Across the country there are schools and medical centers named after Elizabeth Blackwell. You may remember the Elizabeth Blackwell Center here in Columbus,which was closed in 2014, but had opened in 1985 as the city’s first free-standing women’s center. There is even a Blackwell Award given by Hobart and William Smith Colleges to women whose lives exemplify outstanding service to humanity But who was Elizabeth Blackwell? Let's take a deeper look into the first woman to be granted a medical degree in the United States.
In the 1840s, after many life events pointed her in this direction, Elizabeth (shown right, circa 1850) realized that becoming a doctor could be a real moral victory for women. She began to apply to medical schools and was declined by 28 of them before New York’s Geneva College finally accepted her, almost as a joke. The joke was on them when she graduated at the top of her class! Facing hostility and skepticism from other physicians and members of the community, she borrowed money from a friend to open up a clinic of her own in the slums of lower Manhattan, The New York Dispensary for Poor Women and Children. It soon became a success and the workload grew so heavy that Elizabeth’s sister, Emily, who was a medical student, joined her at the clinic to help out with patients.
Elizabeth Blackwell spent the rest of her life in the medical field, healing the sick, opening a medical school for women, and lecturing extensively on hygiene, nutrition, family planning, and sex education. She faced male opposition her whole life, but never let that deter her from her dream of becoming the first female doctor in America and inspiring other young women who, like her, were eager to make a difference in the world and were not going to let convention stand in their way. Check out some of these great resources from our Reference department to learn more about this amazing woman!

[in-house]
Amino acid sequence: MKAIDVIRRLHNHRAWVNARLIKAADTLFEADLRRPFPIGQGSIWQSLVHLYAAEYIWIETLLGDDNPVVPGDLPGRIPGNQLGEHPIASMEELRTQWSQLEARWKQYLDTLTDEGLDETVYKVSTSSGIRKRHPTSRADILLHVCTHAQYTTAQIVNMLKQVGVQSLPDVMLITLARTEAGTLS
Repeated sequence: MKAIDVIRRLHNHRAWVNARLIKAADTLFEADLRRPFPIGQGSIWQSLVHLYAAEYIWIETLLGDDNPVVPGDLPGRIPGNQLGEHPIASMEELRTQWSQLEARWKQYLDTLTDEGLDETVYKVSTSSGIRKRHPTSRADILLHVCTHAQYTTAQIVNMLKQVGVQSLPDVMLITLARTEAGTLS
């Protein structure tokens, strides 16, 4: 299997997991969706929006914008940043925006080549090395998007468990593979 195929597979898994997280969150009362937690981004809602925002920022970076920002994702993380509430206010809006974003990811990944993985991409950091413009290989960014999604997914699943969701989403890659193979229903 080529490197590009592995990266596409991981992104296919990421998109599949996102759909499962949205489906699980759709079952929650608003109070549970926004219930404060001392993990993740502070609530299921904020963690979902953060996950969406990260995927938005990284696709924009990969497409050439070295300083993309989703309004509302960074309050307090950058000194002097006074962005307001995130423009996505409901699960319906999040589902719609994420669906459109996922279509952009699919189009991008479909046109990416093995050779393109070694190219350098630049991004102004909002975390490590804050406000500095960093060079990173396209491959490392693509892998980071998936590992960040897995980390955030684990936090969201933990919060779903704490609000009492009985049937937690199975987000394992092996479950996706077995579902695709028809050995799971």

- Medical Education for Women during the Nineteenth Century
- 1847: Philadelphia: Elizabeth Blackwell Gains Admission, an Excerpt from Pioneer Work in Opening the Medical Profession to Women by Elizabeth Blackwell
- To the Ends of the Earth: Women's Search for Education in Medicine
- Tough cookies: determined women who changed the course of history
- “Women will not be what they are now”—Elizabeth Blackwell Breaks the Bonds
- “Is a Woman Less a Woman When She is a Doctor?, an article from the New York Times published in 1906.
For additional information on this incredible woman or anything else, feel free to stop by our Reference department - we've got some pretty incredible women down here too!